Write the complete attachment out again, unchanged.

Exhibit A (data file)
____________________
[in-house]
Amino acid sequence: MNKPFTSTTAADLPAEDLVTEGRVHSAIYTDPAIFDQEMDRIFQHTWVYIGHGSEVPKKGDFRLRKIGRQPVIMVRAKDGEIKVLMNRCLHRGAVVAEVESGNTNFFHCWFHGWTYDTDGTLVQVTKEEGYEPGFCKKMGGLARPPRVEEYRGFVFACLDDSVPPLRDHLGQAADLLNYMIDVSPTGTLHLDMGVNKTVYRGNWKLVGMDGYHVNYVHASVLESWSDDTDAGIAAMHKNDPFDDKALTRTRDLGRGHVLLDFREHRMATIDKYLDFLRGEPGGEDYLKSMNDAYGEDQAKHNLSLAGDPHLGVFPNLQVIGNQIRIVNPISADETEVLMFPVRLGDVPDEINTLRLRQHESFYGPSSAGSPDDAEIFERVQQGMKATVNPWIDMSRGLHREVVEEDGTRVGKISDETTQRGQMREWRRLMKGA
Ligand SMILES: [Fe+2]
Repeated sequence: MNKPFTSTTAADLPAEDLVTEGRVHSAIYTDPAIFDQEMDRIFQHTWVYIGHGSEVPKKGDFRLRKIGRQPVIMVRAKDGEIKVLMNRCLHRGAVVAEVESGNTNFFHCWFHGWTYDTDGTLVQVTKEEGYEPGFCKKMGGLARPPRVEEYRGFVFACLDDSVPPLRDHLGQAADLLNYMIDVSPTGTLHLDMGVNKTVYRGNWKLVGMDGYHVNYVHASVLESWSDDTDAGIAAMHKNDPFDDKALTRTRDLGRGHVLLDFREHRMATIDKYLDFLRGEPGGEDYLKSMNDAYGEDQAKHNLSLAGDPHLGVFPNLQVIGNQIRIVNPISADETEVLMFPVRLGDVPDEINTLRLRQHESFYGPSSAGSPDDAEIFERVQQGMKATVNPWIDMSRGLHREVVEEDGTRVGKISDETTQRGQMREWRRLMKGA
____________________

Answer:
[in-house]
Amino acid sequence: MNKPFTSTTAADLPAEDLVTEGRVHSAIYTDPAIFDQEMDRIFQHTWVYIGHGSEVPKKGDFRLRKIGRQPVIMVRAKDGEIKVLMNRCLHRGAVVAEVESGNTNFFHCWFHGWTYDTDGTLVQVTKEEGYEPGFCKKMGGLARPPRVEEYRGFVFACLDDSVPPLRDHLGQAADLLNYMIDVSPTGTLHLDMGVNKTVYRGNWKLVGMDGYHVNYVHASVLESWSDDTDAGIAAMHKNDPFDDKALTRTRDLGRGHVLLDFREHRMATIDKYLDFLRGEPGGEDYLKSMNDAYGEDQAKHNLSLAGDPHLGVFPNLQVIGNQIRIVNPISADETEVLMFPVRLGDVPDEINTLRLRQHESFYGPSSAGSPDDAEIFERVQQGMKATVNPWIDMSRGLHREVVEEDGTRVGKISDETTQRGQMREWRRLMKGA
Ligand SMILES: [Fe+2]
Repeated sequence: MNKPFTSTTAADLPAEDLVTEGRVHSAIYTDPAIFDQEMDRIFQHTWVYIGHGSEVPKKGDFRLRKIGRQPVIMVRAKDGEIKVLMNRCLHRGAVVAEVESGNTNFFHCWFHGWTYDTDGTLVQVTKEEGYEPGFCKKMGGLARPPRVEEYRGFVFACLDDSVPPLRDHLGQAADLLNYMIDVSPTGTLHLDMGVNKTVYRGNWKLVGMDGYHVNYVHASVLESWSDDTDAGIAAMHKNDPFDDKALTRTRDLGRGHVLLDFREHRMATIDKYLDFLRGEPGGEDYLKSMNDAYGEDQAKHNLSLAGDPHLGVFPNLQVIGNQIRIVNPISADETEVLMFPVRLGDVPDEINTLRLRQHESFYGPSSAGSPDDAEIFERVQQGMKATVNPWIDMSRGLHREVVEEDGTRVGKISDETTQRGQMREWRRLMKGA